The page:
Spectre made it possible for malicious programs and hackers to steal data, emails, and passwords from computers. It appeared in computer chips built by AMD, ARM, and Intel.
Most of the computers in the world rely on chips from the three manufacturers – so do almost all smartphones. A lot of electronic devices are at risk of being tampered with.
Upon learning about Spectre's existence and effects, tech firms rushed to develop fixes for the problem. Responses include Google adding a new feature to its Chrome browser. The upgrade kept each web page in isolation, thereby reducing the chance that a malicious program stole valuable data from a page.
As they worked to plug the holes, tech firms discovered that Spectre also slowed the speed of an affected device by up to 30 percent of its total processing power. (Related: U.S. Emergency alert system vulnerable to hijacking, report finds.)
No one has come up with an approach that addressed most or all of the issues associated with Spectre. Likewise, the tech firms have not yet announced a fix for the root cause of the security flaw.
“The entire field of computing missed this,” warned security researcher Ben L. Titzer.
The current generation of computer chips increases processing speed through speculative execution. The feature lets the chip make predictions about the calculations it may need to perform in the future.
If the computer chip makes a wrong guess, it gets rid of the incorrect prediction. But if it guesses correctly, the chip saves some time.
Tech firms remain unsure about the full extent of the Spectre security flaw. They also have a hard time figuring out if earlier software fixes were working as intended.
It might not be possible to patch some of the Spectre-class security issues. As of the time of this writing, Google security researchers determined that there is no solution for Speculative Store Bypass, a flaw similar to Spectre.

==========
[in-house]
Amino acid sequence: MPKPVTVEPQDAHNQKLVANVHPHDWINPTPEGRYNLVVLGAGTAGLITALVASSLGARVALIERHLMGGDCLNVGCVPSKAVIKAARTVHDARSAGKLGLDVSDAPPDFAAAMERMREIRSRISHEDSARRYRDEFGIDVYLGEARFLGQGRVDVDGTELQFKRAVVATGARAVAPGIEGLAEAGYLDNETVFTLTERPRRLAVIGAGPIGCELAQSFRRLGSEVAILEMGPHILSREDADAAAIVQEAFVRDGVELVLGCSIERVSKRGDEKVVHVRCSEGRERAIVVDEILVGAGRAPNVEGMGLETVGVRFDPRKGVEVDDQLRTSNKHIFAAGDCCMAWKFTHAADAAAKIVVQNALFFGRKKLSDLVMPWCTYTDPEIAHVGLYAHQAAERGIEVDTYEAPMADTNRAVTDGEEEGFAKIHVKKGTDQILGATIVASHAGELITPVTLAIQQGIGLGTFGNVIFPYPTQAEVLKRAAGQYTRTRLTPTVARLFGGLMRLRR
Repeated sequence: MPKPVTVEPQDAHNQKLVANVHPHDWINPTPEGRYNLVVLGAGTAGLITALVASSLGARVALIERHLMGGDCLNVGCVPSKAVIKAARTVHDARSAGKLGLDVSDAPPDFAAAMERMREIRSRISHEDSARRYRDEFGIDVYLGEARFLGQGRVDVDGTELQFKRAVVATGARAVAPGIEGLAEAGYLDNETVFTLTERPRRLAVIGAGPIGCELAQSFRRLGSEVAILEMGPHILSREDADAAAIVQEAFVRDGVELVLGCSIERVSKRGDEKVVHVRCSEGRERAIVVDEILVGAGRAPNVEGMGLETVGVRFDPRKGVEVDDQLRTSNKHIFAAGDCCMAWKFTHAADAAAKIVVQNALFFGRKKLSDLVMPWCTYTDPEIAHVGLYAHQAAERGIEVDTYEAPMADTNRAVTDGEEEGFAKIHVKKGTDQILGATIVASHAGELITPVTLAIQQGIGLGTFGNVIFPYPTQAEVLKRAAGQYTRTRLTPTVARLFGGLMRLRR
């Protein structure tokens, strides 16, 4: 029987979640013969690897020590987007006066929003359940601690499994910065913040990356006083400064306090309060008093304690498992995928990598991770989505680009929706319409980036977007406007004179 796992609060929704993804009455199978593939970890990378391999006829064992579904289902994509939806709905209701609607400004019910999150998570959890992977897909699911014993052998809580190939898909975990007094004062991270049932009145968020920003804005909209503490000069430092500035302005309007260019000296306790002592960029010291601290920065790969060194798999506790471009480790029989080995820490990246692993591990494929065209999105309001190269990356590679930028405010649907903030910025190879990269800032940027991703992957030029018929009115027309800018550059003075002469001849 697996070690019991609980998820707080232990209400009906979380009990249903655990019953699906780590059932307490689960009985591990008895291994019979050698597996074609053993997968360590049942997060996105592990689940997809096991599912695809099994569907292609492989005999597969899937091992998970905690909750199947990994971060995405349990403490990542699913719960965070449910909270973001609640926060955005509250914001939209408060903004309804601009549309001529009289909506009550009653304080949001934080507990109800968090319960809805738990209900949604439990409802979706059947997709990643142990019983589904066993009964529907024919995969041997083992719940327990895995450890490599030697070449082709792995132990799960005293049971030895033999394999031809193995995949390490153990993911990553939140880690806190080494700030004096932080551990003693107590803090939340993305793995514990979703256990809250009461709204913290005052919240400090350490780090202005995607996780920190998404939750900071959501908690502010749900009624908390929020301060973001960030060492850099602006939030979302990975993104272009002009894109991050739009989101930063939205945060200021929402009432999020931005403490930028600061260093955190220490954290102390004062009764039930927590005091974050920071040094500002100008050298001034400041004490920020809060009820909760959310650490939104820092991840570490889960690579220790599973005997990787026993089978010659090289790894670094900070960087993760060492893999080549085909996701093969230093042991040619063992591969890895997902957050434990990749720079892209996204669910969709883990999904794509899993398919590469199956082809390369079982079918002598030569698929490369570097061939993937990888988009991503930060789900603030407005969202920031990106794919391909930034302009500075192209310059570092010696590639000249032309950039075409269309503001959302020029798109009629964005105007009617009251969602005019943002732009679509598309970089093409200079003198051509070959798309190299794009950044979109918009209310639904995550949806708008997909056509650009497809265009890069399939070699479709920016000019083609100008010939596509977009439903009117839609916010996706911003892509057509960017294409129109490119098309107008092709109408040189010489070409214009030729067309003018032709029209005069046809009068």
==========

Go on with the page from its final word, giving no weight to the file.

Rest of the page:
Some experts suspected that software fixes and patches might never be able to resolve the security issue in computer chips. The only way to eliminate the threat of Spectre and other flaws was to come up with drastically different computers that use different codes and hardware.
Spectre was one of the security flaws reported by Google's Project Zero in January 2019. The other one was called Meltdown.
Meltdown only affected Intel-manufactured computer chips. It served as a connection between the physical memory of the computer and software applications.
Hackers usually cannot access a computer's hardware through electronic software. But Meltdown served as a bridge over that barrier, allowing a hacker to read the device's memory.
Project Zero came across Meltdown in June 2018. Security researchers realized that they could get their hands on the encryption keys, passwords, and sensitive data in supposedly secure applications.
By the time Google researchers revealed the existence of the Meltdown security flaw, Intel was already working on a patch. The computer chip manufacturer promised that the ongoing fix would not cause any noticeable drop in the performance of most computers.
In comparison, Spectre gave hackers the ability to convince applications to surrender secret information. It also affected AMD and ARM computer chips as well as Intel units.